Sir Martin Sorrell has revealed that he’s no fan of “in-housing” – where agency staff are embedded with the client – because he reckons top agency talent simply do not want to be restricted to working on one single brand.
Sorrell has penned his latest views of the industry – thankfully sans any WPP troublemaking but with plenty of PR for his own S4 – for the foreword to the latest edition of Madison Avenue Manslaughter, a satirical takedown of the advertising industry penned by former adlander, Michael Farmer.
In the wide-ranging piece – which you can read in full here – Sorrell argues that the practice of “in-housing” stifles and limits the people assigned to it.
“Keeping the best talent in one category or a limited set of categories will be very difficult,” Sorrell penned. “Great talent wants to work on many challenges and opportunities. Keeping abreast of technological developments is also difficult for individual clients to do, particularly when they’re trying to reduce costs.”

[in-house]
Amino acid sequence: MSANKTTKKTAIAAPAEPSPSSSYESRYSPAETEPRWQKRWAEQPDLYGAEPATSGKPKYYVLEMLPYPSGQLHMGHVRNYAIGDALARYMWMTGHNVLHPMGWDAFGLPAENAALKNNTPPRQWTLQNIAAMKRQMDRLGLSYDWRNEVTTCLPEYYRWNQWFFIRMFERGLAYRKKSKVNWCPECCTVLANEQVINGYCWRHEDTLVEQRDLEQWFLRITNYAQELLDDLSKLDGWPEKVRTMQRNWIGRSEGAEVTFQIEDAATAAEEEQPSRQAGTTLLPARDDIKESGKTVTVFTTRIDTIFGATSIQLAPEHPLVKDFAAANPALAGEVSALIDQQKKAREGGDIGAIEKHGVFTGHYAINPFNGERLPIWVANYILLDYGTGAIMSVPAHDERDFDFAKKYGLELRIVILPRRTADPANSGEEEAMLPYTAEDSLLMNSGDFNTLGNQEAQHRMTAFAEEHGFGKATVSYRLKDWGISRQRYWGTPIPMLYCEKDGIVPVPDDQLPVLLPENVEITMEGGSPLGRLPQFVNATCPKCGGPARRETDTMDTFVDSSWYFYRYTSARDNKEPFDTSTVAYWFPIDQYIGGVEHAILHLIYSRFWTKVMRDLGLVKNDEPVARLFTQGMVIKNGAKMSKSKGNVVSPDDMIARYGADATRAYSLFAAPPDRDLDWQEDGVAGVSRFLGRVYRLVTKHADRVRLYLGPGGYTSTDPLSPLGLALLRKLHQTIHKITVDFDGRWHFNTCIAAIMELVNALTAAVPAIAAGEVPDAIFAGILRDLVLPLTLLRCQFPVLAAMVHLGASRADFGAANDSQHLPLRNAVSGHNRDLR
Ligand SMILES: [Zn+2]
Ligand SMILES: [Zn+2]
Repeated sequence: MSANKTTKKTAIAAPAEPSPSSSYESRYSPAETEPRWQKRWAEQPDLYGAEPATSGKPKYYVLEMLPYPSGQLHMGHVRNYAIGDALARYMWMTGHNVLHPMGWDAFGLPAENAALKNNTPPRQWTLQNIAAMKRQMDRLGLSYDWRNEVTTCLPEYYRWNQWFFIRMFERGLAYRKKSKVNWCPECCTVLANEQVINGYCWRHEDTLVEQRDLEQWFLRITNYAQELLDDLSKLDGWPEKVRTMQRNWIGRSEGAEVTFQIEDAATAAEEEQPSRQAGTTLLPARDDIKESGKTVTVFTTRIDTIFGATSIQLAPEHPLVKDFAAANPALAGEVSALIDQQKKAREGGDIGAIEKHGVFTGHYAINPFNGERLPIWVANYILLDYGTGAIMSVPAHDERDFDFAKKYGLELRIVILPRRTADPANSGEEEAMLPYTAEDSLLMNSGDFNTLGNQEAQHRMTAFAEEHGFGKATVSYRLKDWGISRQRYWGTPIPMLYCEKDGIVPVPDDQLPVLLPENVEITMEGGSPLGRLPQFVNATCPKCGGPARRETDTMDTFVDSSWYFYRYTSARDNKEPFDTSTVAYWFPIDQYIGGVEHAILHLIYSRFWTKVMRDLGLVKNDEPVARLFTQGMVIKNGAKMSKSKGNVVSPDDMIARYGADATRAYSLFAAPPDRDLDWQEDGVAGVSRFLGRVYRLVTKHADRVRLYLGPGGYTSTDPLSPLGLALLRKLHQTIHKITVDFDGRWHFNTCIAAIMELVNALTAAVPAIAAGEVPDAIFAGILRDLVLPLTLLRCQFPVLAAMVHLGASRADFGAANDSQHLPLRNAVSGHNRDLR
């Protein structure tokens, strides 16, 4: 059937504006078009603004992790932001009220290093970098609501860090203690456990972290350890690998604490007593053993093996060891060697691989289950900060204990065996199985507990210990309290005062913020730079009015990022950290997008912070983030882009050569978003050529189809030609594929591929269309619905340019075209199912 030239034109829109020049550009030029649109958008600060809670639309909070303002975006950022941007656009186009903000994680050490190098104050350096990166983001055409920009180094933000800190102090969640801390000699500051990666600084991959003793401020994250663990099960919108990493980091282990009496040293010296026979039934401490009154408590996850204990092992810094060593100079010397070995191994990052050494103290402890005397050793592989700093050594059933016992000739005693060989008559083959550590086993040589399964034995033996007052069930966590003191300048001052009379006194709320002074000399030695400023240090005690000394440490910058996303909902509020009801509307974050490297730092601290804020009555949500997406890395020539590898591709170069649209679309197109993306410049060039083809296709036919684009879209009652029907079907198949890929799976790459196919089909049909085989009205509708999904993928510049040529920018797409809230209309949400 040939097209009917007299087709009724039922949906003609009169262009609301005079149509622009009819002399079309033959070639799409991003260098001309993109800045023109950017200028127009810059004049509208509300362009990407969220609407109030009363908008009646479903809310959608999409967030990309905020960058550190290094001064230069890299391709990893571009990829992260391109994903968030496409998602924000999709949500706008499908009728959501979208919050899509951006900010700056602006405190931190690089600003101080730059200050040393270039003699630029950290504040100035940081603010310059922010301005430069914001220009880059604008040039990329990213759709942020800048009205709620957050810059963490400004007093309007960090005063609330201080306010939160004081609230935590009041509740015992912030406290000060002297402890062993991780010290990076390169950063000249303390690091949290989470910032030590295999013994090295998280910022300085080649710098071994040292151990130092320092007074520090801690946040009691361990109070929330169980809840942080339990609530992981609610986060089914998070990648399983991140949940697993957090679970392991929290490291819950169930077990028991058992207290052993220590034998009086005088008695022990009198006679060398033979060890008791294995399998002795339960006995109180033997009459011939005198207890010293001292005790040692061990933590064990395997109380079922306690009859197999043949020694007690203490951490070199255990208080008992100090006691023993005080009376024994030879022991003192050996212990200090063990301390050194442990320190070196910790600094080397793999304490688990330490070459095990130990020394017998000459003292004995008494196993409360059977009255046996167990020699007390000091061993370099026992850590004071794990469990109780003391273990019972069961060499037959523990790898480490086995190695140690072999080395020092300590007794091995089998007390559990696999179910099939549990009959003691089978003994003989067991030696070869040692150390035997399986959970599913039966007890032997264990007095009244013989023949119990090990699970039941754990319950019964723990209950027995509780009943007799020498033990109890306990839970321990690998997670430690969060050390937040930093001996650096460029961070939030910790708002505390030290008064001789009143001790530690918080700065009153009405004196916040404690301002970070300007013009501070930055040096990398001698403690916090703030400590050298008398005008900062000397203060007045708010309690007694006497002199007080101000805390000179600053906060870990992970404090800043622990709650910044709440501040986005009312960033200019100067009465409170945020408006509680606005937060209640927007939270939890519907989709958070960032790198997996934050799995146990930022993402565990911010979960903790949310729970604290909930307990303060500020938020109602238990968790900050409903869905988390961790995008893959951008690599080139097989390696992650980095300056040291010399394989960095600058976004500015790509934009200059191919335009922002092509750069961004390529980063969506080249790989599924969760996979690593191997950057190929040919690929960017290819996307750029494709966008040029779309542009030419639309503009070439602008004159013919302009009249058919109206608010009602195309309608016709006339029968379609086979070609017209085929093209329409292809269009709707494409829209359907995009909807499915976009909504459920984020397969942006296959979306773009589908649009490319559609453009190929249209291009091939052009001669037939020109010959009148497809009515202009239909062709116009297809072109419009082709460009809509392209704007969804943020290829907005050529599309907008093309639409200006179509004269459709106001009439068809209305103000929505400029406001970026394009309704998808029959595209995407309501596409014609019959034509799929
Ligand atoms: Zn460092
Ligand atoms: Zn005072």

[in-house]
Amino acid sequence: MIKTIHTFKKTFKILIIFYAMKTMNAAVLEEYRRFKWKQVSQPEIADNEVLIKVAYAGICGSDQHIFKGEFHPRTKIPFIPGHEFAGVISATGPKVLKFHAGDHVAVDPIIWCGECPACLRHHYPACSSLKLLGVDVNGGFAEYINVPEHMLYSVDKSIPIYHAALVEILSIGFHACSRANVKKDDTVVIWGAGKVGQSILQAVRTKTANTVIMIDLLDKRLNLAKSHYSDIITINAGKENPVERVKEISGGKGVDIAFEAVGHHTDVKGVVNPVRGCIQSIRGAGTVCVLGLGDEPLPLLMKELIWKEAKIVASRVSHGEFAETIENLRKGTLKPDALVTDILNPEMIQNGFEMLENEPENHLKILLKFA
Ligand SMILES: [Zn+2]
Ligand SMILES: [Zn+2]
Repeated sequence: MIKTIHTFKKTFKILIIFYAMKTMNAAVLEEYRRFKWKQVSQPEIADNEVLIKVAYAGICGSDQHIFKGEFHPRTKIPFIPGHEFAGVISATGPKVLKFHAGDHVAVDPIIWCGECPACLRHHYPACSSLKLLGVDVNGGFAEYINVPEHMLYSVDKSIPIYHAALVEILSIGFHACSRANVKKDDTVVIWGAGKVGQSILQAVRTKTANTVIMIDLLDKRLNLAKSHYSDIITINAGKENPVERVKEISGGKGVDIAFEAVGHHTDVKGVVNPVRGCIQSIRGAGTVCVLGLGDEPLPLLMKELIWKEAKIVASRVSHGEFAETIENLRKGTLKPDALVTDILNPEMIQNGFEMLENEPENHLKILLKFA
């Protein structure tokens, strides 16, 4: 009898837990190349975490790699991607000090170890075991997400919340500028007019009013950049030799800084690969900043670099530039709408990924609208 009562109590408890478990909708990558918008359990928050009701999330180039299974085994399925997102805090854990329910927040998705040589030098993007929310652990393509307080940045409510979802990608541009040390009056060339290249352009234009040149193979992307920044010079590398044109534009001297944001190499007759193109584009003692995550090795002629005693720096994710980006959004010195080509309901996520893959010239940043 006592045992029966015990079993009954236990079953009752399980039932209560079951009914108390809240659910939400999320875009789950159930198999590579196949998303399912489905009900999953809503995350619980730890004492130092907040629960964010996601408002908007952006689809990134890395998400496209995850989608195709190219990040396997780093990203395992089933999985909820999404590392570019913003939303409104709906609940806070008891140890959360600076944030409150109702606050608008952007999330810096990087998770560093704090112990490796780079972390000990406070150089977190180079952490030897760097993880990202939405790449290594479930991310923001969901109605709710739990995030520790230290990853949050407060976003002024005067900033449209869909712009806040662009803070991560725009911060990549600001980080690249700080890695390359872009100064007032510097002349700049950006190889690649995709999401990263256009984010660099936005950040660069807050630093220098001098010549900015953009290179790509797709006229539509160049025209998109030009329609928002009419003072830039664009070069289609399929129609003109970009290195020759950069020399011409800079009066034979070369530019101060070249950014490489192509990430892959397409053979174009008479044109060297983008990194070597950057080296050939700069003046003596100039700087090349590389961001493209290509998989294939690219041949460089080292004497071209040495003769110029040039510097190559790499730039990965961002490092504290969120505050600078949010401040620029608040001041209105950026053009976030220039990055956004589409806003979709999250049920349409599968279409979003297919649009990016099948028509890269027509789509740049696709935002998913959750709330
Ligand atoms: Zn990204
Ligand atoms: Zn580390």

However, the wily 74-year-old still managed to take a few potshots at his competitors, this time the consultancies manoeuvring themselves into adland’s traditional patch.
“Consultants are not good at implementation or activation and are already running into execution problems. However, they are good at selling digital transformation or disruption projects at the highest management levels to CEOs and CFOs and CMOs and CIOs and CTOs, preying on the digital insecurities that legacy companies have,” Sorrell mused.
And, finally, he offered faint praise for the tech giants.
“Google, Facebook and Amazon are really media companies, although they don’t like to admit it, selling their own inventory. You wouldn’t entrust your media plan to one traditional media owner, so why do it to a digital media owner?
“Partnership with digital media agencies, like S4 Capital, is a better solution, where an agency can demonstrate the independent, transparent case for investment in the platform. In any event, the clear priority in the current or likely future environment is on increasing cost discipline (not cost cutting),” he wrote.
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